US and Russia exchanged submarine inspections

Publish date: May 15, 2003

The United States and Russia recently inspected some of each other's submarine-launched ballistic missiles, according to ITAR-Tass.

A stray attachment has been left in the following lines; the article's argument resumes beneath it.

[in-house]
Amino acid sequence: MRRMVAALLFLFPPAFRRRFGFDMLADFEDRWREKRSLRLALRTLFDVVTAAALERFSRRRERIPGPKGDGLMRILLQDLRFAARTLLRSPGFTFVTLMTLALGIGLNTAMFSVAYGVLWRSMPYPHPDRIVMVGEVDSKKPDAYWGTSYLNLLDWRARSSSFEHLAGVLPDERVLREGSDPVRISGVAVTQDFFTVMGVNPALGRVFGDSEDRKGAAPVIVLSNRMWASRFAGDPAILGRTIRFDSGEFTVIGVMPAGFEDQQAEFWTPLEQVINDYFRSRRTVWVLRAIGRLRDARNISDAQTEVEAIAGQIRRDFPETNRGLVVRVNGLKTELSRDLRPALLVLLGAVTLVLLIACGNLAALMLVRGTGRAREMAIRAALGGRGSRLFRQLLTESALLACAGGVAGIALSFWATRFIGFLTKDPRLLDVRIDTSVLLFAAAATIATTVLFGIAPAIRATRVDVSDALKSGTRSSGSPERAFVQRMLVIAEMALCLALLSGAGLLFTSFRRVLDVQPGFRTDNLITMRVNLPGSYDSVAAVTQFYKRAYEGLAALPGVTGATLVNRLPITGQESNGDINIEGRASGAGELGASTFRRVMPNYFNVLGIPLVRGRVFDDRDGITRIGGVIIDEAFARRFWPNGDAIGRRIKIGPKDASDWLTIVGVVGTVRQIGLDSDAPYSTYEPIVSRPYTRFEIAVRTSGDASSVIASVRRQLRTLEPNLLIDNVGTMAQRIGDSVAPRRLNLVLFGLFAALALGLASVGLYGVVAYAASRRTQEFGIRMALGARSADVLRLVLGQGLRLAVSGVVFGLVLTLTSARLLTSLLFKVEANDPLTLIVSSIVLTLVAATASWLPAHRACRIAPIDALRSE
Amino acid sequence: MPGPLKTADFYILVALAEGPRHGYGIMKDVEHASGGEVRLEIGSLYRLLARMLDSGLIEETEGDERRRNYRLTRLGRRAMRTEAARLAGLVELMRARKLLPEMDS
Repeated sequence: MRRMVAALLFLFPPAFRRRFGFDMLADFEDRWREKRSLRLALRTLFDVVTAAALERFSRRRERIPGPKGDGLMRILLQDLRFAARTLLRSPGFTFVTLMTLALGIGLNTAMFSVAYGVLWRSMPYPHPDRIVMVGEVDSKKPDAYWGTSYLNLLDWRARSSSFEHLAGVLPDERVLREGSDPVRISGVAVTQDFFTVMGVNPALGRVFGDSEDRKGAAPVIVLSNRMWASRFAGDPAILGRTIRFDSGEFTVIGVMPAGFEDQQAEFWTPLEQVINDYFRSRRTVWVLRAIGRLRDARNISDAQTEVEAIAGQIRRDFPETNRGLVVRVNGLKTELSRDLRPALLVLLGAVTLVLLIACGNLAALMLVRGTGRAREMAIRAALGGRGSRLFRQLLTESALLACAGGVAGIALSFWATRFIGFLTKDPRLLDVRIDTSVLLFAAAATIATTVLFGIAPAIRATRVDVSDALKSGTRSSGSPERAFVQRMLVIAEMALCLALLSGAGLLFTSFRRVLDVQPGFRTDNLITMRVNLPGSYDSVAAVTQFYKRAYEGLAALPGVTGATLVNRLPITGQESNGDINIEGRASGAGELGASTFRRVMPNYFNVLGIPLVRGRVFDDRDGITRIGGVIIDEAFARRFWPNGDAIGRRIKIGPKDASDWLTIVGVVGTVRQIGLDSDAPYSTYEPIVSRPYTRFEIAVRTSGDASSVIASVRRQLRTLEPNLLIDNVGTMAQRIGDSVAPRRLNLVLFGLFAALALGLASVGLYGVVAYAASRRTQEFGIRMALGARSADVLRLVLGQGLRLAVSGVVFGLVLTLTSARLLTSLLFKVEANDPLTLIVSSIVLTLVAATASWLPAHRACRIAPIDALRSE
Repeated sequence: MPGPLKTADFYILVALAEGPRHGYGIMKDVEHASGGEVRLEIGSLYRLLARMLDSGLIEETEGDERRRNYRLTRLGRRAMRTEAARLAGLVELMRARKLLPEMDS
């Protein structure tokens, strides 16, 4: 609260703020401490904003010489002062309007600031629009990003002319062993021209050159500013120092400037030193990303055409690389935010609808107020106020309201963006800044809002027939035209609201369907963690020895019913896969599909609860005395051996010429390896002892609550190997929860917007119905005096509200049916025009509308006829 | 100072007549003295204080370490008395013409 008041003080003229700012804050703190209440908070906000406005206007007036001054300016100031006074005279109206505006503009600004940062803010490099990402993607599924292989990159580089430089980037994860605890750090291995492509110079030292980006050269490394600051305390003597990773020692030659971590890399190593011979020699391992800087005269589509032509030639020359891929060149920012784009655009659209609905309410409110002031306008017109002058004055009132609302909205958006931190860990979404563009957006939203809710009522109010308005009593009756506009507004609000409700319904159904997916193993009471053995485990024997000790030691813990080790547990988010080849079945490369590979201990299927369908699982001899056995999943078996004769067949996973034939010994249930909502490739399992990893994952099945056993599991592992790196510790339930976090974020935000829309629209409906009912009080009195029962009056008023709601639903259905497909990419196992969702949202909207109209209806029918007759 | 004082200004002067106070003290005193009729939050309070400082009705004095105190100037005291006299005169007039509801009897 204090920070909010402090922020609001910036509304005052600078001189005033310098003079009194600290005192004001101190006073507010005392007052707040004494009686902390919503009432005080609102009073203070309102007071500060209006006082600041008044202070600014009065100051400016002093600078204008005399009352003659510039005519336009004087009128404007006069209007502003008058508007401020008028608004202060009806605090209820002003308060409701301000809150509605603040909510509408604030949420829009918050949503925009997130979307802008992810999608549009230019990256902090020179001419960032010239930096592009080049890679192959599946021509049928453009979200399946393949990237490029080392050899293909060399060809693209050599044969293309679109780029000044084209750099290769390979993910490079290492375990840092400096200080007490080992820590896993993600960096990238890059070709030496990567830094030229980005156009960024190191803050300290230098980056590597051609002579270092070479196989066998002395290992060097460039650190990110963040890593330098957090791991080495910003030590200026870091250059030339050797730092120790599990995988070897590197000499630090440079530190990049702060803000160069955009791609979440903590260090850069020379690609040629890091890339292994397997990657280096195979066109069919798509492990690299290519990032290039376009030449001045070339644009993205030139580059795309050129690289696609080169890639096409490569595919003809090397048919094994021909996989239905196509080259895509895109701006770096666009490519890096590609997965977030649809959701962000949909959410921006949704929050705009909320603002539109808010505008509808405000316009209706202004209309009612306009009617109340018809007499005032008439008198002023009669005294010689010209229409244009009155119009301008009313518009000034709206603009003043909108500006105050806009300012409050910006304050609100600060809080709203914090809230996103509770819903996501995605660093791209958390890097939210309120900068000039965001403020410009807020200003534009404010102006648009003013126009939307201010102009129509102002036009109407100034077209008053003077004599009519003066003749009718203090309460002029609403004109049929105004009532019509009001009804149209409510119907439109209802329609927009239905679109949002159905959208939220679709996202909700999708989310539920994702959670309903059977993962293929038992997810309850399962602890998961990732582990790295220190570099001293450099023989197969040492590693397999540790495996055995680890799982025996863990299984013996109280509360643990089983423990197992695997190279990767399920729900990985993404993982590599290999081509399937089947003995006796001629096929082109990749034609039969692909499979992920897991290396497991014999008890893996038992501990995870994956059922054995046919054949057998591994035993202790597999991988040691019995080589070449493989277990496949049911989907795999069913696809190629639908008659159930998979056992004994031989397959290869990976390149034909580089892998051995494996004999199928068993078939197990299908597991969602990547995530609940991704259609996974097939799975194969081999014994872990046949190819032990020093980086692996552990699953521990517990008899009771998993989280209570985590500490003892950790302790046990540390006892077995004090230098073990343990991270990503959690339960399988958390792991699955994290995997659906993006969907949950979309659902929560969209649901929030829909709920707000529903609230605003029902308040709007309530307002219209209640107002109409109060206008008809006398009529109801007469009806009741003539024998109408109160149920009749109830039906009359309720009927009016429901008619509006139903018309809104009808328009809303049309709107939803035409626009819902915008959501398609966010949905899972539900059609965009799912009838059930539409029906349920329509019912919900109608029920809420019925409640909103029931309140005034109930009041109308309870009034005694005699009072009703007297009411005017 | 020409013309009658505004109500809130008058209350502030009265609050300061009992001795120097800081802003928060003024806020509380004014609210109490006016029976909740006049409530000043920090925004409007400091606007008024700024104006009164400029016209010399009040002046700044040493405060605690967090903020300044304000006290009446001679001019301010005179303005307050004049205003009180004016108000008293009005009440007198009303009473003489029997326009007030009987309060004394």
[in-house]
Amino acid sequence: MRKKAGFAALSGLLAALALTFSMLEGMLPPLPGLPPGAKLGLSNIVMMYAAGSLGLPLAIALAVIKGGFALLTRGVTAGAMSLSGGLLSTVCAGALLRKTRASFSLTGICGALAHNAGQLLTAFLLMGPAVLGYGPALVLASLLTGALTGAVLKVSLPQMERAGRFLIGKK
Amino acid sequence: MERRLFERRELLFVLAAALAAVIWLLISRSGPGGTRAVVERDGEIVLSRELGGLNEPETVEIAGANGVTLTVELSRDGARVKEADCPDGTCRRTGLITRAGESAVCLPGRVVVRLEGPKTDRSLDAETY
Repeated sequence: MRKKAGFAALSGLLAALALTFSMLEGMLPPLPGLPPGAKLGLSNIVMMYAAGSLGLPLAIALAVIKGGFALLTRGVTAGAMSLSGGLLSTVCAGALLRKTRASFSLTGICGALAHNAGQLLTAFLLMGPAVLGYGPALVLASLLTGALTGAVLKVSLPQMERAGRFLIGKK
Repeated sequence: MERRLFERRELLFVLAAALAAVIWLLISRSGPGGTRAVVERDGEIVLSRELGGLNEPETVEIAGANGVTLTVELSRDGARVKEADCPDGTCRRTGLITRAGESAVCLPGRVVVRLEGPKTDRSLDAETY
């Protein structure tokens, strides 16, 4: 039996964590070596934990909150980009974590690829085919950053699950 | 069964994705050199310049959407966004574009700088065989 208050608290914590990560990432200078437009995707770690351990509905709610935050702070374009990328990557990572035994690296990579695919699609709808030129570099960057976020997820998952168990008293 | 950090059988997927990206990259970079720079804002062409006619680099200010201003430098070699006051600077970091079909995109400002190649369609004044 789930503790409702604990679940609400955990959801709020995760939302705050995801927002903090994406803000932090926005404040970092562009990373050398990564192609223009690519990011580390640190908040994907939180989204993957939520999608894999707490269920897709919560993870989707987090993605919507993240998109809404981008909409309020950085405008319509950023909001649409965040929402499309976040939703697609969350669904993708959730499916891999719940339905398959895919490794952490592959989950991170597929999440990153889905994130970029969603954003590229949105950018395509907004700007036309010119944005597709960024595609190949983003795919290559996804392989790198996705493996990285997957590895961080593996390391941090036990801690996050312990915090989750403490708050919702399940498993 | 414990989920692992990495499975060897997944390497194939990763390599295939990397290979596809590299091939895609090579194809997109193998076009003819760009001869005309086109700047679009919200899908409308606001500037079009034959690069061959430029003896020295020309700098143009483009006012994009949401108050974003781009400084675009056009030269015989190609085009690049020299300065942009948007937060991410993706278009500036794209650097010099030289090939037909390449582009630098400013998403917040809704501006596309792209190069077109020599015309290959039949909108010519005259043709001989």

The inspections were conducted to check compliance with START, the 1991 strategic arms treaty that restricts each side to deploying no more than 6,000 strategic nuclear warheads. In Russia, U.S. experts inspected Typhoon submarines at Nerpichya Bay, northeast of the Kola Peninsula on April 24-27. They found no violations, according to ITAR-Tass. In the United States, Russian specialists recently visited the U.S. submarine base at Kings Bay, Ga. In a four-day visit, they found no treaty violations, ITAR-Tass reported. Both the United States and Russia reduced their strategic weapons to below treaty limits by the treaty deadline in 2001, and Russia has slowly continued to make reductions. In a treaty-mandated information exchange made public this month, Russia declared that in January it was deploying missiles and bombers capable of carrying 5,436 nuclear warheads, as counted under somewhat complicated treaty rules. That figure is less than the 5,483 warheads Russia declared in July 2002 and the 5,518 it declared in January 2002, reflecting attrition to Russian missile forces. Treaty rules require the parties to exchange information on their strategic holdings every six months and the United States releases the information about three months later. As for its forces, the United States declared it had 5,974 treaty-accountable nuclear warheads as of January. In July 2002, the United States declared 5, 927 and in January 2002 it declared 5,948 warheads. The recent increase of 47 warheads reflects the completion of another submarine conversion in a program to replace Trident 1 missiles, on which the United States loads as many as six warheads, with Trident 2 missiles, which are armed with as many as eight warheads. Each U.S. ballistic missile submarine can carry 24 missiles, so each conversion allows the upgraded boats to carry 48 more warheads, or a total of 192. The recent U.S. data also reflects the loss of B-1 bomber to a crash in the Indian Ocean. The B-1 bomber no longer has a nuclear role in the U.S. Air Force, but it remains accountable under the treaty.

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